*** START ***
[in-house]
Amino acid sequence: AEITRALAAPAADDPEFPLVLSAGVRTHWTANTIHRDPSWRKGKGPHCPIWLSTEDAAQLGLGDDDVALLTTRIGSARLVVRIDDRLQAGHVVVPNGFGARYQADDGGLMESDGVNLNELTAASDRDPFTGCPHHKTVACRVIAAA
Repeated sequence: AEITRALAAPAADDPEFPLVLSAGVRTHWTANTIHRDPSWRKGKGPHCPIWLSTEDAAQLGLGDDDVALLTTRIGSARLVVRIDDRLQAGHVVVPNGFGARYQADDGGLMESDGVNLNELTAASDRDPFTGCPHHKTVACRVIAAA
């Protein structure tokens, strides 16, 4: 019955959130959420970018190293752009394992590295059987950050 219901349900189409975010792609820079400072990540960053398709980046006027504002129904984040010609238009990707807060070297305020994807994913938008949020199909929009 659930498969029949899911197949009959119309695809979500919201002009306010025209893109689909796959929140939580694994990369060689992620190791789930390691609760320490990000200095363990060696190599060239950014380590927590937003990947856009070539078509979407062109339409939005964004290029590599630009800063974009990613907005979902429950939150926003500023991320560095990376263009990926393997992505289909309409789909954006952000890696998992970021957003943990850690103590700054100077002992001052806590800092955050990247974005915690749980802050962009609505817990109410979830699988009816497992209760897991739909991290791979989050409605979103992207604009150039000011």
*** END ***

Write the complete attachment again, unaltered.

[in-house]
Amino acid sequence: AEITRALAAPAADDPEFPLVLSAGVRTHWTANTIHRDPSWRKGKGPHCPIWLSTEDAAQLGLGDDDVALLTTRIGSARLVVRIDDRLQAGHVVVPNGFGARYQADDGGLMESDGVNLNELTAASDRDPFTGCPHHKTVACRVIAAA
Repeated sequence: AEITRALAAPAADDPEFPLVLSAGVRTHWTANTIHRDPSWRKGKGPHCPIWLSTEDAAQLGLGDDDVALLTTRIGSARLVVRIDDRLQAGHVVVPNGFGARYQADDGGLMESDGVNLNELTAASDRDPFTGCPHHKTVACRVIAAA
């Protein structure tokens, strides 16, 4: 019955959130959420970018190293752009394992590295059987950050 219901349900189409975010792609820079400072990540960053398709980046006027504002129904984040010609238009990707807060070297305020994807994913938008949020199909929009 659930498969029949899911197949009959119309695809979500919201002009306010025209893109689909796959929140939580694994990369060689992620190791789930390691609760320490990000200095363990060696190599060239950014380590927590937003990947856009070539078509979407062109339409939005964004290029590599630009800063974009990613907005979902429950939150926003500023991320560095990376263009990926393997992505289909309409789909954006952000890696998992970021957003943990850690103590700054100077002992001052806590800092955050990247974005915690749980802050962009609505817990109410979830699988009816497992209760897991739909991290791979989050409605979103992207604009150039000011």